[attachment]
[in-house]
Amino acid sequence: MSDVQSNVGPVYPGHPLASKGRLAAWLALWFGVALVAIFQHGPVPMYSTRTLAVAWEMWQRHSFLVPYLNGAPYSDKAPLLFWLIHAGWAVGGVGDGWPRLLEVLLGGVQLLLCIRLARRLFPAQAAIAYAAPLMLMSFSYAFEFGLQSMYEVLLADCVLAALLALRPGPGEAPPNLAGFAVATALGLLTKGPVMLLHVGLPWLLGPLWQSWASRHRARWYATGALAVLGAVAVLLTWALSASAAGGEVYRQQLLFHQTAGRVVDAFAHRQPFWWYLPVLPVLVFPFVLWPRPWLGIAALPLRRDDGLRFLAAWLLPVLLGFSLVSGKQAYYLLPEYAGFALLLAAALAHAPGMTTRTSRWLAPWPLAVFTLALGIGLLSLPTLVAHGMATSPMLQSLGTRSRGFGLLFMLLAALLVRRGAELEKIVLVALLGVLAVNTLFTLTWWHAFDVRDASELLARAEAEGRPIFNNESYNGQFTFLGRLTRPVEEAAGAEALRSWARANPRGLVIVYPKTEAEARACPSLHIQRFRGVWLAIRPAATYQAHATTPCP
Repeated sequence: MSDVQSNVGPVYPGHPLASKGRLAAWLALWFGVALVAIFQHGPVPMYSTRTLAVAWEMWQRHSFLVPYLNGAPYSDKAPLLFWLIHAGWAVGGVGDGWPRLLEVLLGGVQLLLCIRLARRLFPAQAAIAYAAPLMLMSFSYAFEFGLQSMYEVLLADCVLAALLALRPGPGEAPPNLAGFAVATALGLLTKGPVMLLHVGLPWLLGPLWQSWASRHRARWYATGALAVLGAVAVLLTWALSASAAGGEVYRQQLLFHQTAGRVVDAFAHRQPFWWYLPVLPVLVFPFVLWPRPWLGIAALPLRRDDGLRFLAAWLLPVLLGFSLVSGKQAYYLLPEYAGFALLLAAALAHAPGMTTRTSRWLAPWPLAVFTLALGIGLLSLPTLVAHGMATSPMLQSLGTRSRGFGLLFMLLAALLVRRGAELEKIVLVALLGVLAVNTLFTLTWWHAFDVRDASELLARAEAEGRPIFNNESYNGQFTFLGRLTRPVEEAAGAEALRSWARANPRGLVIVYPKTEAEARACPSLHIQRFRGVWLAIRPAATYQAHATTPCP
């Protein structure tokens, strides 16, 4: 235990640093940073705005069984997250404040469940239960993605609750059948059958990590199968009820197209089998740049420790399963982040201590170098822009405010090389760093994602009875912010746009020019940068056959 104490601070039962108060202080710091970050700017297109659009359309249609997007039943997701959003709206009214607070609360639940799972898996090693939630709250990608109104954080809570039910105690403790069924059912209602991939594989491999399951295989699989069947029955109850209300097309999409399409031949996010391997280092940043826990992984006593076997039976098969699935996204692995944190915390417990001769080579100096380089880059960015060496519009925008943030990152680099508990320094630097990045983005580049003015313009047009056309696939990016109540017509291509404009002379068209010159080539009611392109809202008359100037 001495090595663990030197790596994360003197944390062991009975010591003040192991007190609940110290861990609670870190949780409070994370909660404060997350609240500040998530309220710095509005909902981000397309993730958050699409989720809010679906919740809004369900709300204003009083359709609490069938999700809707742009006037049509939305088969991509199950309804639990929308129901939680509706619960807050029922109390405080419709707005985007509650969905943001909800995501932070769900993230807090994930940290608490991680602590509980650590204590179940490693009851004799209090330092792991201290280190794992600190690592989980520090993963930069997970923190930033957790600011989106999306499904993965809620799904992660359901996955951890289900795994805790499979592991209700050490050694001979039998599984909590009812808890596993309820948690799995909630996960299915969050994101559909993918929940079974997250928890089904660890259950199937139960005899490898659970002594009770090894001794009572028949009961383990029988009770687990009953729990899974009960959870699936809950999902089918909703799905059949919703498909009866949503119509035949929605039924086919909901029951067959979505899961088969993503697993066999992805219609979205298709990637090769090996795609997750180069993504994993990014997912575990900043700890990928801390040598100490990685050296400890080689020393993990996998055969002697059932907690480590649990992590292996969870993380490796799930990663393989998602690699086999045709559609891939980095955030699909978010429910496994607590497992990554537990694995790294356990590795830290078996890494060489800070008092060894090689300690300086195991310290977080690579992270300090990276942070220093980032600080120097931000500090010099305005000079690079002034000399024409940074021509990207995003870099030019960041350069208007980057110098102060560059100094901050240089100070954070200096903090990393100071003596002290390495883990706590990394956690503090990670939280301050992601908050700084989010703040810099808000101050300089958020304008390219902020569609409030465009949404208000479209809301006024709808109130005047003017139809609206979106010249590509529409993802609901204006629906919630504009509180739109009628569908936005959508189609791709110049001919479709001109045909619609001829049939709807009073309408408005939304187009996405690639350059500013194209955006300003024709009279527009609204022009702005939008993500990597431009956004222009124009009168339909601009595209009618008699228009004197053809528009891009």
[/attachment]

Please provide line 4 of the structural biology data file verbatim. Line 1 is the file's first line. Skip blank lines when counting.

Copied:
């Protein structure tokens, strides 16, 4: 235990640093940073705005069984997250404040469940239960993605609750059948059958990590199968009820197209089998740049420790399963982040201590170098822009405010090389760093994602009875912010746009020019940068056959 104490601070039962108060202080710091970050700017297109659009359309249609997007039943997701959003709206009214607070609360639940799972898996090693939630709250990608109104954080809570039910105690403790069924059912209602991939594989491999399951295989699989069947029955109850209300097309999409399409031949996010391997280092940043826990992984006593076997039976098969699935996204692995944190915390417990001769080579100096380089880059960015060496519009925008943030990152680099508990320094630097990045983005580049003015313009047009056309696939990016109540017509291509404009002379068209010159080539009611392109809202008359100037 001495090595663990030197790596994360003197944390062991009975010591003040192991007190609940110290861990609670870190949780409070994370909660404060997350609240500040998530309220710095509005909902981000397309993730958050699409989720809010679906919740809004369900709300204003009083359709609490069938999700809707742009006037049509939305088969991509199950309804639990929308129901939680509706619960807050029922109390405080419709707005985007509650969905943001909800995501932070769900993230807090994930940290608490991680602590509980650590204590179940490693009851004799209090330092792991201290280190794992600190690592989980520090993963930069997970923190930033957790600011989106999306499904993965809620799904992660359901996955951890289900795994805790499979592991209700050490050694001979039998599984909590009812808890596993309820948690799995909630996960299915969050994101559909993918929940079974997250928890089904660890259950199937139960005899490898659970002594009770090894001794009572028949009961383990029988009770687990009953729990899974009960959870699936809950999902089918909703799905059949919703498909009866949503119509035949929605039924086919909901029951067959979505899961088969993503697993066999992805219609979205298709990637090769090996795609997750180069993504994993990014997912575990900043700890990928801390040598100490990685050296400890080689020393993990996998055969002697059932907690480590649990992590292996969870993380490796799930990663393989998602690699086999045709559609891939980095955030699909978010429910496994607590497992990554537990694995790294356990590795830290078996890494060489800070008092060894090689300690300086195991310290977080690579992270300090990276942070220093980032600080120097931000500090010099305005000079690079002034000399024409940074021509990207995003870099030019960041350069208007980057110098102060560059100094901050240089100070954070200096903090990393100071003596002290390495883990706590990394956690503090990670939280301050992601908050700084989010703040810099808000101050300089958020304008390219902020569609409030465009949404208000479209809301006024709808109130005047003017139809609206979106010249590509529409993802609901204006629906919630504009509180739109009628569908936005959508189609791709110049001919479709001109045909619609001829049939709807009073309408408005939304187009996405690639350059500013194209955006300003024709009279527009609204022009702005939008993500990597431009956004222009124009009168339909601009595209009618008699228009004197053809528009891009």